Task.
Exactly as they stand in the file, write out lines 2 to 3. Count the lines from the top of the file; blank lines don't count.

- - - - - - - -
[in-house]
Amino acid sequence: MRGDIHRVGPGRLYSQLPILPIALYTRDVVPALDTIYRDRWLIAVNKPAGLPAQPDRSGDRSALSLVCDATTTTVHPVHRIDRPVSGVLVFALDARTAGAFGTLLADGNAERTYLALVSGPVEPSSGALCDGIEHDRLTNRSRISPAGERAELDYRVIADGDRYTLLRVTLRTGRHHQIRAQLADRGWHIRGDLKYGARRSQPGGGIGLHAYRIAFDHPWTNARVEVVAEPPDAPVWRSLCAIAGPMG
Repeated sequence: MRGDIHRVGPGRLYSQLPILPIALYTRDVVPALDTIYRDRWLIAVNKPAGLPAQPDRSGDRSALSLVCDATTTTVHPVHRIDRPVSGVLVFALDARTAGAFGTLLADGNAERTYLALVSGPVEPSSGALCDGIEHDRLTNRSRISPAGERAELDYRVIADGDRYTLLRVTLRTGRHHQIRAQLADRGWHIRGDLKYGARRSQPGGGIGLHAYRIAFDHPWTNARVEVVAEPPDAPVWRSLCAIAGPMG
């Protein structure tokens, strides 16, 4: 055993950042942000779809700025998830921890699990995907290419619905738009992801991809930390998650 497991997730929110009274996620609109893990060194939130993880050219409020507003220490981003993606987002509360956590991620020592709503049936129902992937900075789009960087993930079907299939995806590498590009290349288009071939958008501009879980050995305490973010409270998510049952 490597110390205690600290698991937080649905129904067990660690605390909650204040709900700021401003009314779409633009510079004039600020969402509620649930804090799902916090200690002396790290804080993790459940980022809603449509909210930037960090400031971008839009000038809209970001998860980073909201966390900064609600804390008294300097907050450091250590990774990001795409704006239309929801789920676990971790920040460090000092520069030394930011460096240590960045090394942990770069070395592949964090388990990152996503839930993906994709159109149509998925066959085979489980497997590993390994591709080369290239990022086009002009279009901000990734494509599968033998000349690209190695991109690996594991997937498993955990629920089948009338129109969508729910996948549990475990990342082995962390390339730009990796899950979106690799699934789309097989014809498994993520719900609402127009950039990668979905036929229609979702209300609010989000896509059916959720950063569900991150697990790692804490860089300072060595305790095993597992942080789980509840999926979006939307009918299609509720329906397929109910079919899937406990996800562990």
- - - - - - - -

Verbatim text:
Amino acid sequence: MRGDIHRVGPGRLYSQLPILPIALYTRDVVPALDTIYRDRWLIAVNKPAGLPAQPDRSGDRSALSLVCDATTTTVHPVHRIDRPVSGVLVFALDARTAGAFGTLLADGNAERTYLALVSGPVEPSSGALCDGIEHDRLTNRSRISPAGERAELDYRVIADGDRYTLLRVTLRTGRHHQIRAQLADRGWHIRGDLKYGARRSQPGGGIGLHAYRIAFDHPWTNARVEVVAEPPDAPVWRSLCAIAGPMG
Repeated sequence: MRGDIHRVGPGRLYSQLPILPIALYTRDVVPALDTIYRDRWLIAVNKPAGLPAQPDRSGDRSALSLVCDATTTTVHPVHRIDRPVSGVLVFALDARTAGAFGTLLADGNAERTYLALVSGPVEPSSGALCDGIEHDRLTNRSRISPAGERAELDYRVIADGDRYTLLRVTLRTGRHHQIRAQLADRGWHIRGDLKYGARRSQPGGGIGLHAYRIAFDHPWTNARVEVVAEPPDAPVWRSLCAIAGPMG